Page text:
Dear Parishioners and Friends,
One of the three parables told by Jesus in this week’s Gospel is one of his more famous ones – usually called the Parable of the Prodigal Son. So, what does the word “prodigal” mean? I found two definitions: The first says that it means “spending money or resources freely and recklessly.” This would certainly fit the description of the younger son. The second definition says “having or giving something on a lavish scale.” Wouldn’t this fit the description of the father? And it’s the father’s actions upon his lost son’s return that sometimes gives the title of this parable “The Prodigal Father.” But really, all three figures in the parable – the father as well as his two sons – who play significant roles, and all three are necessary for Jesus to make his point.
For me, this parable conjures up images of great theater. I think of Willy Loman in Arthur Miller’s “Death of a Salesman” and his two sons, Biff and Happy. I also think of Frank Barone and his sons Robert and Raymond in “Everybody Loves Raymond.” Much of that classic television sitcom dealt with the never-ending sibling rivalry between Robert and Raymond, much of it riotously funny but sometimes quite real and touching. One such example is the episode titled “Boys’ Therapy” in which the three wives (Marie, Deborah and Amy) urge the men to get counseling to work out their angry differences. But instead of going to the therapist’s office they go to the race track. In between races, they get into some honest heart-to-heart conversation about their father-and-son relationships. In the end, they come to a much needed and greater understanding of themselves and the way they relate to each other – not to mention some significant winnings, especially after betting on a horse named “Marie’s Mouth.” Get the connection?
Sibling rivalry is certainly an important element in Jesus’ parable of the Prodigal Son. Obviously, the two brothers were quite competitive, as brothers often are. They were competitive with each other, but also competitive for their father’s affections. But in a beautifully constructed story line, Jesus emphasizes the extraordinary prodigal love of the father, who couldn’t bear to live without either of them.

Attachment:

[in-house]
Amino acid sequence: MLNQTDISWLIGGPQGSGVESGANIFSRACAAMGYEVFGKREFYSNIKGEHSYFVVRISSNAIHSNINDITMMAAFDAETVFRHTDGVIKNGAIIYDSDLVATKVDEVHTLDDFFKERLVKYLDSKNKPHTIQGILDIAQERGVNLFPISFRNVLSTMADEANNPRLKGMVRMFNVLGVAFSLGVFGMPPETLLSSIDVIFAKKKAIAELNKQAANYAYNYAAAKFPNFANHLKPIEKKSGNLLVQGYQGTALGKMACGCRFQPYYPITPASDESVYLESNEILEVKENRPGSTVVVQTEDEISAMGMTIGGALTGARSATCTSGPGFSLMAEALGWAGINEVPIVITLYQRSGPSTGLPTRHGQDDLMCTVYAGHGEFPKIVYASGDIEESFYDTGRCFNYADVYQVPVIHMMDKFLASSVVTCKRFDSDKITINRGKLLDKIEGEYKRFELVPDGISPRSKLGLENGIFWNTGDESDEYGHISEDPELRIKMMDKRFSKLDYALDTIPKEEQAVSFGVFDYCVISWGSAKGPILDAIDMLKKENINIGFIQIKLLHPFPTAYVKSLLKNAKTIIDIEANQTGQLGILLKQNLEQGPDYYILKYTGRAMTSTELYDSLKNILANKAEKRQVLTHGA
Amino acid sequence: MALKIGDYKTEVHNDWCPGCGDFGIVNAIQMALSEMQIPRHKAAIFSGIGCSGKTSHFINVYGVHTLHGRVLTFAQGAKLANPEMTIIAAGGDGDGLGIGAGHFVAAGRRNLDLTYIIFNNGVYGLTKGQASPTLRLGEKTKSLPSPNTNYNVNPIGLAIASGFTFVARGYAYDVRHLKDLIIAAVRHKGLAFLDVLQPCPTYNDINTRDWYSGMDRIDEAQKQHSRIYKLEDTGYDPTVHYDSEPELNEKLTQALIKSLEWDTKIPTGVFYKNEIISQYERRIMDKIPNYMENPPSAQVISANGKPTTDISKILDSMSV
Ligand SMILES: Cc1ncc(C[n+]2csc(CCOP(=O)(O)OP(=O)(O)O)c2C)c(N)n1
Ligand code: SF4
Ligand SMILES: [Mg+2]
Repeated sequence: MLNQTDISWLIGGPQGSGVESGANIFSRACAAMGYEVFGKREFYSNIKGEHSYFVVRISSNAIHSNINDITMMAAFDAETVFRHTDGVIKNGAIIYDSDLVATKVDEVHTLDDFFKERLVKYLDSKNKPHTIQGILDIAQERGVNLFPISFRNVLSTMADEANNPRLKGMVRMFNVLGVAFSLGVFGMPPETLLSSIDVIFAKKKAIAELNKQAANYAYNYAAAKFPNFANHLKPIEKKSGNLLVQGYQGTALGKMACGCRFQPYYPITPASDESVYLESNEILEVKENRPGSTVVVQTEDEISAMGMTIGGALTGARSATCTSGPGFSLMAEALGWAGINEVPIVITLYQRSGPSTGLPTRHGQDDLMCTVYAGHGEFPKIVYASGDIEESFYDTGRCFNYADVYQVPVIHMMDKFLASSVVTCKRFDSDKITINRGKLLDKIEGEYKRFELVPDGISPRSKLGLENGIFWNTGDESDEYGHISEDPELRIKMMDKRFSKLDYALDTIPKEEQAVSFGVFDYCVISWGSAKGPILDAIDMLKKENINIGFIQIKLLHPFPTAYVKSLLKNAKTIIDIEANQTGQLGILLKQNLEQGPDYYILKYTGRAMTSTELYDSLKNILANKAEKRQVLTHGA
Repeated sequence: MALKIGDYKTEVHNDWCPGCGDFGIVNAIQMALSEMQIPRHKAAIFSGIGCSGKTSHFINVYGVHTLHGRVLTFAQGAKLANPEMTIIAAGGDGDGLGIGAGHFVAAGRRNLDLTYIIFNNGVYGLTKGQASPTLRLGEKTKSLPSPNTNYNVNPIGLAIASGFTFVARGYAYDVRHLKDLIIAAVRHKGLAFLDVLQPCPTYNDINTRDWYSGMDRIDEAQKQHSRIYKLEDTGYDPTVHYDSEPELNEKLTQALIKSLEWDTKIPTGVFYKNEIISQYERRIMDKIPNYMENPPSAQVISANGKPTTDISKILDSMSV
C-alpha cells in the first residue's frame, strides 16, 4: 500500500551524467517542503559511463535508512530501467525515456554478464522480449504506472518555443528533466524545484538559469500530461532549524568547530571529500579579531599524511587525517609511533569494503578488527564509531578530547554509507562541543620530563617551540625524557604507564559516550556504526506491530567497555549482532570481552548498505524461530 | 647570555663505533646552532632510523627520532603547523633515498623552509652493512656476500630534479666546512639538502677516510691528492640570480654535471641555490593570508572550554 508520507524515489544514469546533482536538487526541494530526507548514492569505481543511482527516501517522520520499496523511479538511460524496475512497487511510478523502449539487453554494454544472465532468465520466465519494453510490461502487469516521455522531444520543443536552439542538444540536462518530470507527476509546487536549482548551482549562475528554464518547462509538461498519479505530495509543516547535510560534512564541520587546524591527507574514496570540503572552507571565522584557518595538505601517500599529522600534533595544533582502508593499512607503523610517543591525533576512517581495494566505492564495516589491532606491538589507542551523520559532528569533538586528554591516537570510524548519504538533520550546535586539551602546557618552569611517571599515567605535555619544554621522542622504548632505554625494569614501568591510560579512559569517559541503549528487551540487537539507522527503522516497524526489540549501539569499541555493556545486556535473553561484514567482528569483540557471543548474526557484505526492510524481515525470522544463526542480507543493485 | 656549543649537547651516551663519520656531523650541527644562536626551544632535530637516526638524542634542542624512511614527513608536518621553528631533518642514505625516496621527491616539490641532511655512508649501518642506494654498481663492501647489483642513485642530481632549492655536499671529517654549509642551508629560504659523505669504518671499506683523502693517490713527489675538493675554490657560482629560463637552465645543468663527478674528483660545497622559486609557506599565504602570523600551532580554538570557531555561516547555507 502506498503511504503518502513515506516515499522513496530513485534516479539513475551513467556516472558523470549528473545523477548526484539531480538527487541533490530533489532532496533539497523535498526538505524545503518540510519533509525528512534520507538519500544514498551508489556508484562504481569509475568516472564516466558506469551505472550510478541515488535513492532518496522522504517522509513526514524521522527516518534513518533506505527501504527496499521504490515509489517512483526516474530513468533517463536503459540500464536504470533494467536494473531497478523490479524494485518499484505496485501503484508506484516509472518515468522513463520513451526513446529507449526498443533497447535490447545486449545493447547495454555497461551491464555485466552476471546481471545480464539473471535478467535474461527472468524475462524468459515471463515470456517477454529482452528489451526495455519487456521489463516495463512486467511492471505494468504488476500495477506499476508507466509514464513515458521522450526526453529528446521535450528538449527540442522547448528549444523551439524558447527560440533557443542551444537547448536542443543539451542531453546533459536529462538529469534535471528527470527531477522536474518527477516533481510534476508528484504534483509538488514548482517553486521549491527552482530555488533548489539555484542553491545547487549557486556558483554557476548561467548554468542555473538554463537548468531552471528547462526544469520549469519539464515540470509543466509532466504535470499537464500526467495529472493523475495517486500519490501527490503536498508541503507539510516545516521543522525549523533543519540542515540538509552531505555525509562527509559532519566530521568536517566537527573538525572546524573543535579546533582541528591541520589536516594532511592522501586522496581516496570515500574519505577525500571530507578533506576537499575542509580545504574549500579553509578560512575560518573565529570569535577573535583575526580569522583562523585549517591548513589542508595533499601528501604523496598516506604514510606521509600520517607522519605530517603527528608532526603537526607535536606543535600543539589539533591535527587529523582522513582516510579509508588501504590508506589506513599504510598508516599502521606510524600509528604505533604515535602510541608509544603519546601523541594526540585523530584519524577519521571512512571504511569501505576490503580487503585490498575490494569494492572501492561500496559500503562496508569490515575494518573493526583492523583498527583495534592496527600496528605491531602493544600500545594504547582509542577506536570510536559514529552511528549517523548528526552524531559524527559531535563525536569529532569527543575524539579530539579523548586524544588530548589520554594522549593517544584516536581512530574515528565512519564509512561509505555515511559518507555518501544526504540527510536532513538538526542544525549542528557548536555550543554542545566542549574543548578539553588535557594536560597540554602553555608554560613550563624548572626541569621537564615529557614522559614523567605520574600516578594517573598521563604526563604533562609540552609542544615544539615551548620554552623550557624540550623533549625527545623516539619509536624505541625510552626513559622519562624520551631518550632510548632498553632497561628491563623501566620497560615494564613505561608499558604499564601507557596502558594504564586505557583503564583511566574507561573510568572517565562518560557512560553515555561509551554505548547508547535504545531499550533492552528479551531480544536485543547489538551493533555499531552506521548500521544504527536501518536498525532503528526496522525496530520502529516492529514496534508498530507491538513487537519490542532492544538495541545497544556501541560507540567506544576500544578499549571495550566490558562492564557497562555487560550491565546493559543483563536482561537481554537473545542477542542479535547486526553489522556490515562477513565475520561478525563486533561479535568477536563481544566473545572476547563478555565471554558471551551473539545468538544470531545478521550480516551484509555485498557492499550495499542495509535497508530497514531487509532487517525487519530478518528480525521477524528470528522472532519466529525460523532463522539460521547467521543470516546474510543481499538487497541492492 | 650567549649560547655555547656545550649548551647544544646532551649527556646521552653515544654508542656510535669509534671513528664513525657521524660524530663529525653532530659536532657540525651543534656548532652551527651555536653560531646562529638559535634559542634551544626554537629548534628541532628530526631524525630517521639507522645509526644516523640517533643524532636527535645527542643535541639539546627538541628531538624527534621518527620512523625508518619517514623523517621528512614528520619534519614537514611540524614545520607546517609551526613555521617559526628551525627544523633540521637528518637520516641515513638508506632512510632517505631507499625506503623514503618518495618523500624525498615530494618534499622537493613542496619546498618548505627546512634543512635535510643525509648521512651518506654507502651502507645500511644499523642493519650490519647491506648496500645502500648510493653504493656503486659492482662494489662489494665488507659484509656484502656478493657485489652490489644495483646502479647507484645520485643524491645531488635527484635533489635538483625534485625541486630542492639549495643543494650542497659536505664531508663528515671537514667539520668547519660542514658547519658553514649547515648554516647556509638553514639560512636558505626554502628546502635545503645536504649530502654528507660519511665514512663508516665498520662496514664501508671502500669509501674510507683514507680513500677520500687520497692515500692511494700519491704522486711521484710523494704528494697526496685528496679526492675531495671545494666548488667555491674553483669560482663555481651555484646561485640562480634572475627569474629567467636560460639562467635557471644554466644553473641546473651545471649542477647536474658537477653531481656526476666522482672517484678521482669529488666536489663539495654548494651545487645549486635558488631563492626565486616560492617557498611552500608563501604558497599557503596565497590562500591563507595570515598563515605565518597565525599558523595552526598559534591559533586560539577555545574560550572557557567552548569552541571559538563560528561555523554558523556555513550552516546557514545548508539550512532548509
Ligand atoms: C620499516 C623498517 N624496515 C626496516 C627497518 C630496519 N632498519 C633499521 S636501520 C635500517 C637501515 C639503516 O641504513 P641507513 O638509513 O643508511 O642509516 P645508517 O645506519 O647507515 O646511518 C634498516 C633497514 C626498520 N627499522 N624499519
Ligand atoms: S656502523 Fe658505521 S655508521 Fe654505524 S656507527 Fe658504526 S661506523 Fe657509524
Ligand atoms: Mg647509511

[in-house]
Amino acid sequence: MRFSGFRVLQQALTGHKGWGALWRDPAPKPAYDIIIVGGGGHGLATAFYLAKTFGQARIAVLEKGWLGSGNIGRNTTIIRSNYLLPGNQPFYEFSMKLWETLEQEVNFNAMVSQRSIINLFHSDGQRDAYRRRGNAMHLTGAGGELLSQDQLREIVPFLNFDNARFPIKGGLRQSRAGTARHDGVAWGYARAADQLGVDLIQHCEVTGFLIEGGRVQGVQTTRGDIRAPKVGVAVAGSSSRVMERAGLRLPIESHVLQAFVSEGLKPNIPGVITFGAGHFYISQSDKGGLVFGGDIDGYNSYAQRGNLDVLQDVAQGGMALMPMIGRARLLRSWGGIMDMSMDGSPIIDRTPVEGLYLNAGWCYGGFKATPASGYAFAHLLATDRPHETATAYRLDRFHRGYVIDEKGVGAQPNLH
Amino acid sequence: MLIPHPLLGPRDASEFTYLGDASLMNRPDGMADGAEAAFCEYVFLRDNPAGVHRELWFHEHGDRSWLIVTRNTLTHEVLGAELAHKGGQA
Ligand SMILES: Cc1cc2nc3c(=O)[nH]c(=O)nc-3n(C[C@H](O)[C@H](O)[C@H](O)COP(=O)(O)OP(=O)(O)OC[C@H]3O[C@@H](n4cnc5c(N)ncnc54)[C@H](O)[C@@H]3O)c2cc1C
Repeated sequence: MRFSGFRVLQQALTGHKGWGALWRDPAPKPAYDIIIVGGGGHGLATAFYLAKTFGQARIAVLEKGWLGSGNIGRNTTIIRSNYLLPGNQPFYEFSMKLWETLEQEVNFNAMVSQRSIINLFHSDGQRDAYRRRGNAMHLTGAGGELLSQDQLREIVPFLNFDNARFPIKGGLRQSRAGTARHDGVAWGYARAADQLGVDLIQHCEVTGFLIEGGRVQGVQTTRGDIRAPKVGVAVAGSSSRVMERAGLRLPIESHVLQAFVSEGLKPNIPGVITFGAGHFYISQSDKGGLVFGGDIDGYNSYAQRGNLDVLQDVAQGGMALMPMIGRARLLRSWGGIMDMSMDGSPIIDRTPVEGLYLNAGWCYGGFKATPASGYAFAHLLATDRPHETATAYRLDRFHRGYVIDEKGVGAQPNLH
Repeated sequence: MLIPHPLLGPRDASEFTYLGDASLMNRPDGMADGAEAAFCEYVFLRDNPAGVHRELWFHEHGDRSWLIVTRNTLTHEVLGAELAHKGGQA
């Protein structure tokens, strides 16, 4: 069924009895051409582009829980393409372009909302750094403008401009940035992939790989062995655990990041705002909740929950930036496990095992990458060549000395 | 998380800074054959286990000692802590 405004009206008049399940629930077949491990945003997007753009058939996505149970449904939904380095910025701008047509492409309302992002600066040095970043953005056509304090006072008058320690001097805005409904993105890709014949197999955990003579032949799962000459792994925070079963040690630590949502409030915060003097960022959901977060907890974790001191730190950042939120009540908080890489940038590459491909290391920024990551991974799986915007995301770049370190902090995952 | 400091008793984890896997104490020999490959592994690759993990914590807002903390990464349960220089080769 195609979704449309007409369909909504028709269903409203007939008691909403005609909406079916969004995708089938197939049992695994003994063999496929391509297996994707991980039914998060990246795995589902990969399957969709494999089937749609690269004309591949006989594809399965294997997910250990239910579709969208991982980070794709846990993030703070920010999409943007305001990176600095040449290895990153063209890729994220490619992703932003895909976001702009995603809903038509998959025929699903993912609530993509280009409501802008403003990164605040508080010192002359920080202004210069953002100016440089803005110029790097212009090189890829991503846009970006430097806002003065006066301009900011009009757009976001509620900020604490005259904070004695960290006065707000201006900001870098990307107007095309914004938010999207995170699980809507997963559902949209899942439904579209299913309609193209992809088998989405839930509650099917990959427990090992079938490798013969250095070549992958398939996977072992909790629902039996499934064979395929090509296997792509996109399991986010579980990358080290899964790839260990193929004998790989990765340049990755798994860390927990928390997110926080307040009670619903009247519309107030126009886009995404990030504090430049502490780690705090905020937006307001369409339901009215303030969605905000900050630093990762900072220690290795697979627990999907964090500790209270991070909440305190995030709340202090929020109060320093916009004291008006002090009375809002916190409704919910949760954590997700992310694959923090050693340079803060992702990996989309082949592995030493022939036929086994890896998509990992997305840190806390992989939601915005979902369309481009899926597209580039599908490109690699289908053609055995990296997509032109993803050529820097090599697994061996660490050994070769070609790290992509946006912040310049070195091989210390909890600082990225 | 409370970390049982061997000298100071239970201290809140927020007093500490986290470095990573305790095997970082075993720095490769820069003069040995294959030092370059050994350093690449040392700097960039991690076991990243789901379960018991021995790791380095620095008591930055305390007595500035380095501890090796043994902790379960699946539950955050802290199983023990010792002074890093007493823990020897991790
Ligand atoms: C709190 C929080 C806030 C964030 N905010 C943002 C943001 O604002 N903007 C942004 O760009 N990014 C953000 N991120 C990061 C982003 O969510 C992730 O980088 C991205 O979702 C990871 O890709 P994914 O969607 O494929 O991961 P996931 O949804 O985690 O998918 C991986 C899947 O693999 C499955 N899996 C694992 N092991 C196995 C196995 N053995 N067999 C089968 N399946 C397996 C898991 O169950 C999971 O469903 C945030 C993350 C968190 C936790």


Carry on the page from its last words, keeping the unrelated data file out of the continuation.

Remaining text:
Jesus presents us with an image of God that some folks find difficult to accept. For them, their image of God is that of a mean disciplinarian, just waiting to catch them up and punish them for even the slightest perceived offense. Unfortunately, over the course of time, the Church has only reinforced this image with its teachings on sin. But the parable shows us that we don’t need to be perfect in order to receive the Father’s love. We don’t have to earn that love; we just need to recognize our need for it and accept it without always waiting for the other shoe to drop.
Perhaps the most important lesson here might be our need to learn how to live with our own imperfections as well as the imperfections of others. Even more importantly, we must try not to allow those imperfections to stand in the way of knowing how much we are loved by a Father who will never, ever, stop loving us.
Blessings on your week ahead.
Fr. Tim Shreenan, O.F.M.
On this September 11th, we remember with love all those who were lost on 9/11/01 during the tragic terrorist attack on the United States. Our memories are seared with the images of that day, and we continue to grieve for the thousands who did not go home on what should have been an ordinary Tuesday in September: the workers in the Twin Towers and the Pentagon; the passengers on four airliners; the hundreds of first responders who bravely sacrificed their lives for the safety of others.
We were all changed that day forever. Our task now is to continue, not only to honor the memory of those we lost, but also to protect and defend our democracy and the freedoms we all treasure.